"I" would not draw the transmission in with the bolts. Damage to pilot bearing doing this often if not guarenteed.

If you did it fine but that procedure is not recommended.

The plastic alignment tools are a POS but all you get with a clutch kit. If you can get your hands on a used input shaft as a tool, that works better. In any event re-align the clutch and try stabing the tranny again
 

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When the input shaft is inserted into the pilot bearing it will be okay to draw the tranny in the rest of the way using bolts. This is done by fitting the tranny as close as possible to the dowels. This will take some effort but can be done easier out of the car than in. When aligning the clutch ensure it is equally spaced all around d the press plate and this will be cake.
 

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I just did mine a few weeks ago and i ended up removing one of the dowel pins to get the input shaft into the pilot bearing. Once the input shaft was in the pilot bearing I started threading the bolts and tightening them in a criss-cross pattern. Sucked the tranny right in.
 

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That's what I was trying to say.
 

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if you know the tranny is in far enough for the input shaft to actually be in the pilot bearing than drawing the tranny in with bolts would be OK.....but what I have seen with people doing this is the tranny is not yet in the pilot bearing, because input shaft is catching edge of bearing because clutch disc is not aligned right, is the input shaft pushes the pilot bearing into the crank. Now the tranny bolts in...but the input shaft is not "inside" the bearing/bushing...it is just touching the end of it and then will chew it up...and just get worse from there.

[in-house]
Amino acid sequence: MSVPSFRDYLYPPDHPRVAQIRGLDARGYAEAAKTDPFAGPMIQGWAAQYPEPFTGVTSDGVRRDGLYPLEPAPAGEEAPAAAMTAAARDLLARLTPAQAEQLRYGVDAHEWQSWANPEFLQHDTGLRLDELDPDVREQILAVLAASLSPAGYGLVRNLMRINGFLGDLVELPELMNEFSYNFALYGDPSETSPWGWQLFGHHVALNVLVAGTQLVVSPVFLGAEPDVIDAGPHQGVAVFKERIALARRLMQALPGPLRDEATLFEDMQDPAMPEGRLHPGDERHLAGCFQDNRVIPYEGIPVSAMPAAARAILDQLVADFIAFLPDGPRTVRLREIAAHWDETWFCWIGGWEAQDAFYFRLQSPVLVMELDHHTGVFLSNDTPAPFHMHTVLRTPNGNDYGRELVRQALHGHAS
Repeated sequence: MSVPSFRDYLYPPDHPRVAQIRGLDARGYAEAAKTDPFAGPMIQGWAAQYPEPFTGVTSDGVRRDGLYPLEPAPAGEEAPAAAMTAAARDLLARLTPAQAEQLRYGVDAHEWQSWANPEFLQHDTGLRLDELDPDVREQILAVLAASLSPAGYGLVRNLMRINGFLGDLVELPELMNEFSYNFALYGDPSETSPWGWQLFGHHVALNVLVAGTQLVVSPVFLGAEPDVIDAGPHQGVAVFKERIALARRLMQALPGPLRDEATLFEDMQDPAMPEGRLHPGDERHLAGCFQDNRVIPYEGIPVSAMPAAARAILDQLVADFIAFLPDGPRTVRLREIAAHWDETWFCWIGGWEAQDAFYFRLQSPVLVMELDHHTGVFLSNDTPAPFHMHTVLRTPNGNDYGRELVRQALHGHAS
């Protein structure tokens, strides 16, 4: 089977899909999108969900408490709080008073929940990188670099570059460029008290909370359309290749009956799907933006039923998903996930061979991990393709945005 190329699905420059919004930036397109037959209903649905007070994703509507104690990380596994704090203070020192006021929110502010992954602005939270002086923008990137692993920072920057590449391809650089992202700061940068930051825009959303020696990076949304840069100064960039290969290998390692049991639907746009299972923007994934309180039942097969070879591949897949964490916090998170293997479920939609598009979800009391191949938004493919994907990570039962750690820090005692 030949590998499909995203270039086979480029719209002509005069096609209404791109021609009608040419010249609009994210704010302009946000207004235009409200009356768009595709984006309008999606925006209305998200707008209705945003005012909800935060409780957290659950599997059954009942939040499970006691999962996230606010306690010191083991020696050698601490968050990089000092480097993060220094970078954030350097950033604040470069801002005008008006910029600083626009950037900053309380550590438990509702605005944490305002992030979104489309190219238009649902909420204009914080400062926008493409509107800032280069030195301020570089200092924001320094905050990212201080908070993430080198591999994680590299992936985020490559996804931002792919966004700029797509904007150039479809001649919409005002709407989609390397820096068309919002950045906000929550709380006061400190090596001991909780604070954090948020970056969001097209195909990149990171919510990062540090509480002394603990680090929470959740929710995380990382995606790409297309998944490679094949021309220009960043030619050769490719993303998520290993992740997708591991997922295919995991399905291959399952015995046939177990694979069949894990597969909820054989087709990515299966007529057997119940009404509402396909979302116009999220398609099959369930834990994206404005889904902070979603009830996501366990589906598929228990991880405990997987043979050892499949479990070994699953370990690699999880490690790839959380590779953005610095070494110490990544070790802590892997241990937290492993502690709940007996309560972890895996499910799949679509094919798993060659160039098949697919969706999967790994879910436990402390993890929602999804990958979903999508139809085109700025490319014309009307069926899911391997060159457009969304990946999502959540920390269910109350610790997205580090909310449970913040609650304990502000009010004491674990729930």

it can be agravating as F when you can't get the tranny in the last 1/2" so if it does not go in, I find droping the tranny and re-aligning the disc is the solution...as frustrating as that is.

Now if the dowel pins are the reason it hangs up (tranny did mate to BH before) suggest taking the bellhousing while off the motor and when trans is out to "dry" fit it to confirm it mates easily. Even using emery cloth or wire wheel to clean up dowels or even slightly "hone" holes in bellhousing.
 

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I dont know how much room you have under the car,but another plan would be to use 2 studs maybe 4" long or so,that will get the trans in the proper alignment once you have the trans in this position,then you can
wiggle it in the rest of the way. Yes the previous ideas are good ones and I have used them also,but this one seems to be a ball b----r. Good luck, ed
 

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Discussion Starter #18 (Edited)
Thanks again for all the responses guys. I haven't had a chane to look at this again. (Work has been a little crazy with jrtc planning and such) but I will get I after it again this weekend. I have the motor and trans out of the car and hope to replace the pilot bearing with a bushing and then i think it will bolt up. Then I'm gonna try and put the motor and trans back in together.
 

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If you do makes sure the car about two feet off the deck. This ensures the angle needed to put this in is achieved and that the tranny wont hit the ground causing frustration. Its a two man job!!!
 

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Discussion Starter #20
Thanks usmc. I plan to IM you when I have problems.